2. If you wanted to upate and start semi fresh how about using some adressable RGB Flex led strips? Someting in the FLB 5050 series from Rayconn Maybe? They really coming down price. You could continue as you have for thus year and redesign for next season. You already have the pics for control, you might need a little different supply for the flex strips, but ATX computer power supplies are cheap, put out multipule voltages at high currents, typically in the 20 to 30 amp range. ( $20 to $40 US). With the parts you already have I think it would cost that much to update. A redesigning, a little reprograming, and viola! A new version with varible color!
  3. The National Fire Protection Association would your best source for this type of info (NFPA.ORG). I looked in a couple of seconds I found this link: http://www.nfpa.org/assets/files/pdf/electric/esfi_booklet_2008.pdf It covers arc faults, ground faults, tamper resistant outlets; all of which could save a life.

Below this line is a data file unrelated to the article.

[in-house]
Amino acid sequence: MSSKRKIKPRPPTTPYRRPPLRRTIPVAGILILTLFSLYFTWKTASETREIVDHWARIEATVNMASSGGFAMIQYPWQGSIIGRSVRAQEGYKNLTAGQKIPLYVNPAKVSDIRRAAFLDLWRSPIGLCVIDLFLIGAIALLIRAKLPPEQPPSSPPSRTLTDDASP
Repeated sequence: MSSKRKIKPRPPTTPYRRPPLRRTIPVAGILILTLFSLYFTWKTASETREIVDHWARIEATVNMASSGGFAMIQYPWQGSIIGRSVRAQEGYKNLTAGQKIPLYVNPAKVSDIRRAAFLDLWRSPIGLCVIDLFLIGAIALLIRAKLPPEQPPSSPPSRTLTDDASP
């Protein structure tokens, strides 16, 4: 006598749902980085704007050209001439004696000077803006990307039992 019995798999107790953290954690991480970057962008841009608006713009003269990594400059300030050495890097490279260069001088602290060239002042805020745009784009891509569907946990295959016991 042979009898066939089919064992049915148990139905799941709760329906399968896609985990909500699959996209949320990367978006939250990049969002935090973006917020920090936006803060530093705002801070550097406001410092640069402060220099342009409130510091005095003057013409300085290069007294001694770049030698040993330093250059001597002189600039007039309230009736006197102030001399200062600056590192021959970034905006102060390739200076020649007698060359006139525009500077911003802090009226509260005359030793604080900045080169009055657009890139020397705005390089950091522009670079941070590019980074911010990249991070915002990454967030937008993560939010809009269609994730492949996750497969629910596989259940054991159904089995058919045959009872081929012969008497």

4. First I must state that any line voltage wiring must be done by or at least supervised by a good qualified electrician. Not doing so WILL cause damage to property and worse to the life of someone. To clarify some of the terminology confusion, as a general rule GFI refers to a wall or outlet box mounted device. This is most often in the form of a ground fault protected outlet that everyone is familiar with. It also is available in the form of what some call a dead face GFI; it looks just like a GFI outlet, but has no provision for plugging into it directly. The most common applications for this type of device are for a whirlpool, spa, or any other hardwired 120 volt device that requires protection. GFCI refers to the act of providing protection or when used a device term it is in the form a breaker. The problem of confusion is caused by the terminology. A GFI outlet most often comes with those little stickers "GFCI Protected" that are intended for use on any devices down circuit of the GFI outlet, meaning the act of protecting with said device. Further, it may have pointed out in past discussions, but it has not been clearly stated here that a GFI outlet has connections for line side and load side. If improperly connected, the device may provide power without protection, even with the latest models. Always test any new installation with the proper equipment before putting it into service. It is true that some of the newer models are supposed to have safe guards against this, but they do not always work. Even the most careful professional can accidently connect these device incorrectly, so I say again, ALWAYS test. One of the senior members mentioned the NEC exception for deicing equipment. This equipment still is required to have ground fault protection, but with a different type of device. For this type of installation a knowledgeable electrician is a must. As far as not using gfci on lighting displays, you are playing Russian roulette with a six shooter loaded with five bullets! The best way I have found to prevent tripping is to make all plugin connections in a drip loop style. Keep them at least two foot above ground. Protect them with black garbage bags and duct tape. Not only does this keep the connections semi-waterproof, but the black bags tend to hide the wiring. So now go light it up and be safe doing it!